Anyways, here goes. This should probably work for all scenarios.
Step 1: Add the connection string to your web.config For example:
Amazon Elastic Beanstalk has been a life saver in not only letting us deploy quickly to our staging and production servers – but also making it fairly easy to scale horizontally. However, if you want to do this under a VPC, things get complicated quickly and you’ll find yourself running into issues with no explanations.
I had to stumble and fall quite a bit before I was able to get this working consistently.
This post will give you step by step instructions on how to set this up quickly. If you follow along, you should have yourself your Elastic Beanstalk chugging along behind a VPC. I will explain wherever I can – but if something is confusing, please leave a comment.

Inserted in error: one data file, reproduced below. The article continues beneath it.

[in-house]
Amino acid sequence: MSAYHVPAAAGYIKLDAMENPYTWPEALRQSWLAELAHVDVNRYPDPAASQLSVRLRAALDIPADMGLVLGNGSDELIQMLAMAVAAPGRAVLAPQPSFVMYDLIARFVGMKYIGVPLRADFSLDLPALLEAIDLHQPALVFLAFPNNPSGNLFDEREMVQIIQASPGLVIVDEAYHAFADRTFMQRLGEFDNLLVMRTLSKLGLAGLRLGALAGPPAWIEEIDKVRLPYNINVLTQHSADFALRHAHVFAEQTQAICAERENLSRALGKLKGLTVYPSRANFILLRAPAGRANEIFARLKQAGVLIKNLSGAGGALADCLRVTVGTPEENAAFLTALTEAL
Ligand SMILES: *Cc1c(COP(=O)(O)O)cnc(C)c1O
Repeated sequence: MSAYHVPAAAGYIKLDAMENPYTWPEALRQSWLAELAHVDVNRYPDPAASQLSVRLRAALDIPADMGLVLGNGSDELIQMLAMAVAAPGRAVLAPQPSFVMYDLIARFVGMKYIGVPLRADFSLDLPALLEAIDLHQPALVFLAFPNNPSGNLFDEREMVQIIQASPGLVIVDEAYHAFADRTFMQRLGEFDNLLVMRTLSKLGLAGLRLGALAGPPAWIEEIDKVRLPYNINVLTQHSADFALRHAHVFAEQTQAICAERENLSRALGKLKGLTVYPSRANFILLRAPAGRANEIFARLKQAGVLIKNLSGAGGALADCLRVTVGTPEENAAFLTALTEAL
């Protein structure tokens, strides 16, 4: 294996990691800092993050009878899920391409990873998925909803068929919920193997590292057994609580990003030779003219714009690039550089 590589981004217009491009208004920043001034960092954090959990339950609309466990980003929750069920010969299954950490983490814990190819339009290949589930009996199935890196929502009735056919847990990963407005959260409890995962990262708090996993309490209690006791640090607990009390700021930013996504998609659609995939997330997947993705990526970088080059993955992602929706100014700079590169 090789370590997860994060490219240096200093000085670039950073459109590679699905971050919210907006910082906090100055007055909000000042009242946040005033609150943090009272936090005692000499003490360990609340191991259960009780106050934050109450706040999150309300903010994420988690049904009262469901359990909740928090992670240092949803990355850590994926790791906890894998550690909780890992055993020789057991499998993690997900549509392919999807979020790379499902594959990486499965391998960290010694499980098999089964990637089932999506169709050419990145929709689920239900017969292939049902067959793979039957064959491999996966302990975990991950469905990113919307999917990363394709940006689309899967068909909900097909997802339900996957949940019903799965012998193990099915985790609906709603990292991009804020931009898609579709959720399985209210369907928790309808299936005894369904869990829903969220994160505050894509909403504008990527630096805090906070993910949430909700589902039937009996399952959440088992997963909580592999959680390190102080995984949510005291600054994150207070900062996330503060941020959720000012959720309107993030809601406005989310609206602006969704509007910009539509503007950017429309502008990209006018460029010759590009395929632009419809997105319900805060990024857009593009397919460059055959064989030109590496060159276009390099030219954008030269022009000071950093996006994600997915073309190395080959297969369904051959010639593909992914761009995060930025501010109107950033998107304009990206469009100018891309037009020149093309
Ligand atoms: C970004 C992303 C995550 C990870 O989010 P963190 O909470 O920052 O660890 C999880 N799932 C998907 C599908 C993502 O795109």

Stage 1: Setting up your VPC
Step 1: Let’s fire up the VPC Console:
Step 2: Click on the Your VPC sub menu
Step 3: Let’s create a new VPC from scratch
Step 4: Add in a proper name tag and leave the CIDR block as: 10.0.0.0/16
Step 5: Then click on Subnets in the sub menu and Create a Subnet
Step 6: Let’s create our first subnet. Select one of the availability zones and the CIDR can be: 10.0.0.0/24
(Please note that this is a /24 and not /16 as we did for the VPC)
Step 7: Repeat this step to create another subnet. As this is going to be load balanced, we should have atlease 2 subnets. Note that this CIDR block is: 10.0.1.0/24
Also, note that this is being created in an availability zone that is different from Step 6.
Step 7.1: If you have more availability zones, repeat the steps above to create one subnet per availability zone. So you may create a 10.0.2.0/24 in us-east-1d and a 10.0.3.0/24 in us-east-1e
Step 8: We now need to modify the Auto-Assign Public IP property.